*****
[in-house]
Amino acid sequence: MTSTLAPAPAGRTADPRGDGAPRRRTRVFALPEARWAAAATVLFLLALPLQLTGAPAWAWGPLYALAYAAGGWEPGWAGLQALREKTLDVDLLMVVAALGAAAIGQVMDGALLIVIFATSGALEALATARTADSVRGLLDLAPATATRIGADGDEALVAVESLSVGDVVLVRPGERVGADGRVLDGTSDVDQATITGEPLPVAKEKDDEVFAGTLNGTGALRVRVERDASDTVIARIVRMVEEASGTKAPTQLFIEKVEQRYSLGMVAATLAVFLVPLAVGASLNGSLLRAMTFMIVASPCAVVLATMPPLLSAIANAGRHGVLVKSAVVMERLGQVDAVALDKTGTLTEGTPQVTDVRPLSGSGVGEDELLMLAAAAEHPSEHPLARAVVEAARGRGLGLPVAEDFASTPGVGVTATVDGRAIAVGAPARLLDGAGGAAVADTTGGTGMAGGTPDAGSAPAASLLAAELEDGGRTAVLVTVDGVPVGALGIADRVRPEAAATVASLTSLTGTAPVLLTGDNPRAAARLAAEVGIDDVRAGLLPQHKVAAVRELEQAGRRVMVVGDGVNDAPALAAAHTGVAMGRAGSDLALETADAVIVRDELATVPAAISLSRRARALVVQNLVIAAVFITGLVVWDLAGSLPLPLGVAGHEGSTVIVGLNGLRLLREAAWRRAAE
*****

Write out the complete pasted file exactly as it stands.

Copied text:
[in-house]
Amino acid sequence: MTSTLAPAPAGRTADPRGDGAPRRRTRVFALPEARWAAAATVLFLLALPLQLTGAPAWAWGPLYALAYAAGGWEPGWAGLQALREKTLDVDLLMVVAALGAAAIGQVMDGALLIVIFATSGALEALATARTADSVRGLLDLAPATATRIGADGDEALVAVESLSVGDVVLVRPGERVGADGRVLDGTSDVDQATITGEPLPVAKEKDDEVFAGTLNGTGALRVRVERDASDTVIARIVRMVEEASGTKAPTQLFIEKVEQRYSLGMVAATLAVFLVPLAVGASLNGSLLRAMTFMIVASPCAVVLATMPPLLSAIANAGRHGVLVKSAVVMERLGQVDAVALDKTGTLTEGTPQVTDVRPLSGSGVGEDELLMLAAAAEHPSEHPLARAVVEAARGRGLGLPVAEDFASTPGVGVTATVDGRAIAVGAPARLLDGAGGAAVADTTGGTGMAGGTPDAGSAPAASLLAAELEDGGRTAVLVTVDGVPVGALGIADRVRPEAAATVASLTSLTGTAPVLLTGDNPRAAARLAAEVGIDDVRAGLLPQHKVAAVRELEQAGRRVMVVGDGVNDAPALAAAHTGVAMGRAGSDLALETADAVIVRDELATVPAAISLSRRARALVVQNLVIAAVFITGLVVWDLAGSLPLPLGVAGHEGSTVIVGLNGLRLLREAAWRRAAE